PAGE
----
Jamnagar Travel Guide
places of interest
Places of Interest
Darbargadh (Maharajah's palace), the old royal residence of Jam Sahebs and the most important historical complex in Jamnagar, reflects the fusion of Rajputs and European style of architecture. The semi- circular palace complex consists of a number of buildings with very fine architectural features and detailing. It has some fine examples of stone carvings, wall paintings, fretwork jali-screens, ornamental mirrors, carved pillars and sculpture. The walls outside have carved jarokha balconies in the Indian tradition, a carved gate and Venetian-Gothic arches. The earthquake in 2001, has caused significant damage to the Darbargadh.
This small palace, on an island in the middle of the Lakhota lake, once belonged to the Maharaja of Nawanagar. This fort like palace has semi-circular bastions, turrets, a pavilion with guard-rooms housing swords, powder flasks and musket loops. An arched stone- bridge with balustrade connects the Lakhota Palace with the town. Today it houses a small museum. The fort museum has a good collection of sculptures that spans a period from the 9th to18th century and pottery found in ruined medieval villages from the surrounding area. The museum is reached by a short causeway from the northern side of Ranmal Lake and is open daily except on Wednesdays.
The impressive Willingdon crescent was constructed by Jam Ranjit Singh, inspired by his European journey. It comprises arcades of cusped arches, larger on the ground floor and smaller on the upper storey, pilasters on the curving walls, and balusters on the parapet. The statue of Jam Saheb is situated in the centre of the crescent. Gujarat Earthquake in 2001 has caused only a slight damage to this shopping area.
Pratap Vilas Palace
The beautiful Pratap Vilas Palace, built during the rule of His Royal Highness Jam Ranjitsinhji, is a distinct place to visit for a variety of reasons. It has European architecture with Indian carvings that give it a totally distinct appeal. It was built as a mimic of Victoria Memorial Building of Calcutta but the domes built on it are according to Indian architecture, out of which 3 domes are made of glass. Carvings of creepers, flowers, leaves, birds and animals on the columns make the palace lively. Damage in the 2001 earthquake has caused a costly loss of some parapets, and the separation of some upper walls at the roof level in some corners. Timings : 10 am to 5 pm.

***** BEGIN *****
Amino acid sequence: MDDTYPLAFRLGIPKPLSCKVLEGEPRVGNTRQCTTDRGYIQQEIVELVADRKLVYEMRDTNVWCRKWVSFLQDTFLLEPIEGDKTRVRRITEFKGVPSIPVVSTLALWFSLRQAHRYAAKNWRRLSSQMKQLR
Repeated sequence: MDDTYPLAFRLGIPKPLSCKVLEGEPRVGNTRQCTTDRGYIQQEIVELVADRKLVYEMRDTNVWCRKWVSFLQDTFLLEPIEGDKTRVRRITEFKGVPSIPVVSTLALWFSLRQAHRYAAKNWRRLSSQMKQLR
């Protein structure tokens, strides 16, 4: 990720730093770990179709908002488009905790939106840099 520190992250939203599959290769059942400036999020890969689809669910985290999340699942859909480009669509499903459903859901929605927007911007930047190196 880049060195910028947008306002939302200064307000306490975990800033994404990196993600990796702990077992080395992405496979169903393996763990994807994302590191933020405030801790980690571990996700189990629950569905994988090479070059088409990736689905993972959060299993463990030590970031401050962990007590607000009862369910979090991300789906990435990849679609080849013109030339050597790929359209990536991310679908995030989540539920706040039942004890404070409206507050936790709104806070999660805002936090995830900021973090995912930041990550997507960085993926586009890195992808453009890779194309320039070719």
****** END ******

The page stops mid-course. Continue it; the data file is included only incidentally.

The Kotha Bastion is Jamnagar's prize possession. It has a fine collection of sculptures, coins, inscriptions and copper plates and the skeleton of a whale. One of its most interesting sights is an old well where the water can be drawn by blowing into a small hole in the floor.
Dhanvantri Mandir (Ayurvedic University)
Dhanvantri Mandir was built under the personal supervision of Dr. Pranjivan Manekchand Mehta, Chief Medical Officer of Guru Govindsingh Hospital. After independence it gained the status of Ayurveda University. It has a good library, workshop and been a place of research and international seminars on Ayurveda- an ancient Indian medicinal system.
Also known as the Ranjit Institute of Poly-Radio Therapy, the Solarium was built by Jam Shri Ranjitsinhji during his rule by bringing in an expert from France. This slowly revolving tower provides full daylong sunlight for the treatment of skin diseases. With the destruction of two similar solaria in France during World War II, this is probably now the only one of its kind in the world, and certainly in Asia. It is open to visitors after working hours.
Bhujio Kotho enjoys a distinct place among the tourists because of its height and circumference. It is on the bank of the Lakhota Tank, near Khambholiya Gate. This monument having five floors was believed to be constructed for protection during the invasions. On the first floor there are guns placed in each directions and in the walls, holes are made to place the rifles. On the upper floor a tank is constructed to store water and on its peak a dancing peacock is placed. Timings : 10 am to 5 pm.
The Bohra Hajira is also worth a visit, on entering Jamnagar city by road on the Rajkot Highway, one can see this magnificent Structure on the banks of the river. Permission has to be taken before visiting the place. Many years back boats used to sail in this Rangmati & Nagmati rivers, but presently the water level is low; often the river dries up and the river bed is used for hosting the Shravan Month Fairs